Protests over COVID-19 lockdown; court denies access to abortion medication via mail during pandemic

Journalists denounce Guatemala government hostility towards the press

On 12th April 2020, more than a hundred journalists from Guatemala published a public complaint denouncing repeated hostile behaviour from president Alejandro Giammattei and other public officials, through acts to intimidate, discredit and censor the press. Read more  |  Read in Spanish

Journalists denounce Guatemala government hostility towards the press

Far-right protest against lockdown restrictions; activists protest in creative ways during COVID-19

Due to the coronavirus (COVID-19) pandemic there is a ban in place for gatherings of over 20 people. Despite this, a number of demonstrations have been held. Far-right groups gathered to protest governments confinement measures. Meanwhile, far- left groups gathered for May Day protests and called for solidarity towards refugees. In a worrying development, there have been two seperate incidents where media crews were attacked during protests. Read more

Far-right protest against lockdown restrictions; activists protest in creative ways during COVID-19

Police violence against protesters and journalists under spotlight

Police violence towards protesters and journalists has come under the spotlight during the G7 summit. In addition, the police disciplinary body is investigating cases of excessive force used against protesters who marched against the governments pension reforms. Due to the coronavirus pandemic, France has enacted a “State of Health Emergency” law. However, human rights organisations have raised concerns due to the Constitutional Council suspending its activities during this period. There have also been several reports of police abusing emergency laws. Read more  |  Read in French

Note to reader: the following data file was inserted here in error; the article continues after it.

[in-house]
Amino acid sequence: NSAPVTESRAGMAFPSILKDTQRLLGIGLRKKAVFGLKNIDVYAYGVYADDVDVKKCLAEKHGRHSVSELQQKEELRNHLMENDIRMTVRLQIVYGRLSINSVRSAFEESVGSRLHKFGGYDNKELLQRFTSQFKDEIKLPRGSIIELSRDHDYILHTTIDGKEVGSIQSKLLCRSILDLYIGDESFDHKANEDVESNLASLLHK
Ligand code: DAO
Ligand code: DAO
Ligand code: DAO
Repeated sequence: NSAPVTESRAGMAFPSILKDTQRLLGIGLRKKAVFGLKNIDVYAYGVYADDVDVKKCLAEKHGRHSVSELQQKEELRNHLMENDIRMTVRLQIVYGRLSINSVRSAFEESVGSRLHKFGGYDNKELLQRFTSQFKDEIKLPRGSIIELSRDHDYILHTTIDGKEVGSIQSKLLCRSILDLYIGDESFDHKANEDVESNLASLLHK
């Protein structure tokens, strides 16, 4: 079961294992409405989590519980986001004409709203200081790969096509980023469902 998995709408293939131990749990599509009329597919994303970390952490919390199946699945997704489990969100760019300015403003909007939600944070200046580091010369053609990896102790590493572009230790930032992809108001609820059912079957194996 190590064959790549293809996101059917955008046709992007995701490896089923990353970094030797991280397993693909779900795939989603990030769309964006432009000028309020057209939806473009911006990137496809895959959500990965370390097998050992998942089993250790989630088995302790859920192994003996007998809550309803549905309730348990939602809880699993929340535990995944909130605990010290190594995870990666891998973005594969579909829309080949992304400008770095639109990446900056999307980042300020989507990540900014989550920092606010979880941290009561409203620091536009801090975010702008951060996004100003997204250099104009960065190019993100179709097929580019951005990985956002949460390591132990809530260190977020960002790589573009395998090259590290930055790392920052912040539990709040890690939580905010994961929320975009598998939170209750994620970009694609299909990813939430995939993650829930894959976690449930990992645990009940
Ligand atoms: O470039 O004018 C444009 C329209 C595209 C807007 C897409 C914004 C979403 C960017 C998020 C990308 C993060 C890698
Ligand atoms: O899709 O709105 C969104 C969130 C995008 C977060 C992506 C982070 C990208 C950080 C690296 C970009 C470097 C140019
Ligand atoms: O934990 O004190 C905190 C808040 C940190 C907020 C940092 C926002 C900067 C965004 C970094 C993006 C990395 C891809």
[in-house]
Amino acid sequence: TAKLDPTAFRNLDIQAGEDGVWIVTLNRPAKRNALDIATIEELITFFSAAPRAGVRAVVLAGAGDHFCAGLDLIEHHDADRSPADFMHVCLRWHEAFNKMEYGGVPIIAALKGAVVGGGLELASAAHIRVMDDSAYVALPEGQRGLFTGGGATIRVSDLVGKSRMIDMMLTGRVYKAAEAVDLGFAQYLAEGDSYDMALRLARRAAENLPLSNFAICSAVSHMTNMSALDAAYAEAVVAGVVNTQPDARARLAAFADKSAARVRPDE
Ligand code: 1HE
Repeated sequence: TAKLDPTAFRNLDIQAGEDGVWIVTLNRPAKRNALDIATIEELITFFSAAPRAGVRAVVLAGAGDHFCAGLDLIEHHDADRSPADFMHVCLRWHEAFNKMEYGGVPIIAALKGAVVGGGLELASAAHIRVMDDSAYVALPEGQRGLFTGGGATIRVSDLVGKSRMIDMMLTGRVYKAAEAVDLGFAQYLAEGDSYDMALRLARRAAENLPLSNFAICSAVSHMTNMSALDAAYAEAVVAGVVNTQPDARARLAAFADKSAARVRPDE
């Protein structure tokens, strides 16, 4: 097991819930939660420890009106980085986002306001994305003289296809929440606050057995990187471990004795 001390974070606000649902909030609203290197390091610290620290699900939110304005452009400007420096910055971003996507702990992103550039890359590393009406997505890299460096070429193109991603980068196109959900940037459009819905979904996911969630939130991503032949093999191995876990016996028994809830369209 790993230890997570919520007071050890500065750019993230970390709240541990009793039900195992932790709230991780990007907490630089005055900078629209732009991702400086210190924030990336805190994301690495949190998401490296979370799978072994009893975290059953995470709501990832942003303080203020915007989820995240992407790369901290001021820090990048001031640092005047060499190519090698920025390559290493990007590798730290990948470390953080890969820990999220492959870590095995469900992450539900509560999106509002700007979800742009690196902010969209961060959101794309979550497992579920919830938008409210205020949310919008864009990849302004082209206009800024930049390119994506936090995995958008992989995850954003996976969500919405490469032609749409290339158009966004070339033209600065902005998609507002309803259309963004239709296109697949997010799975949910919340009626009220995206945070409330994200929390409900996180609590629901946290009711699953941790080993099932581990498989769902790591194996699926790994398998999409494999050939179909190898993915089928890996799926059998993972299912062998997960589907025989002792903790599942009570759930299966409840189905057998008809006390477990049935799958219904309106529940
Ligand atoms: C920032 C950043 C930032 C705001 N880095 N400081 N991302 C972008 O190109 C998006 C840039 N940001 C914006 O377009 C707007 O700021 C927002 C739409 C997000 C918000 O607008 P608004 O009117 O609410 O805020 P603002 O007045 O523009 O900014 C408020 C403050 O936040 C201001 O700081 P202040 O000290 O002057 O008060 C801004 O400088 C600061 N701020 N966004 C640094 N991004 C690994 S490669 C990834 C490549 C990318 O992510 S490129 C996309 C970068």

Police violence against protesters and journalists under spotlight

Anti-Olympics activist’s house raided while group urges games facilities be opened up to homeless

The home of anti-Olympics activists was raided in Tokyo in February 2020 while groups are calling for the Olympics facilities be opened up to homeless during the coronavirus (COVID-19) pandemic. In the Ibaraki Prefecture students are protesting the reopening of school amid the pandemic while the Mizuko Funding Group is halting the funding of coal after pressure from activists. There has been a small improvement in Japan’s press freedom index in 2019 Read more

Anti-Olympics activist’s house raided while group urges games facilities be opened up to homeless

Myanmar authorities prosecuting activists and critics despite the COVID-19 pandemic

In recent months the assault on civic freedoms has persisted. A Karen environmental activist has been charged for raising concerns about a cement factory, while students and activists have been charged under the Peaceful Assembly and Peaceful Procession Law for protesting. Further, three activists are facing prison terms for calling for constitutional reforms, two journalists were detained and ill-treated at the Myawady border and street artists have been arrested for a mural on the coronavirus (COVID-19). There has also been a fourth conviction against satirical performance group the Peacock Generation while there continues to be low COVID-19 awareness in Rakhine due to an internet blackout. Read more

Myanmar authorities prosecuting activists and critics despite the COVID-19 pandemic

Trade unions see spike in membership amid COVID-19 pandemic, climate activism goes online

Since the start of the coronavirus (Covid-19) pandemic, Swedish trade unions have seen a surge in their membership. Meanwhile protests have come to a halt in light of the limit on public gatherings. Due to the pandemic, climate protests are now being hosted online through webinars. Read more

Trade unions see spike in membership amid COVID-19 pandemic, climate activism goes online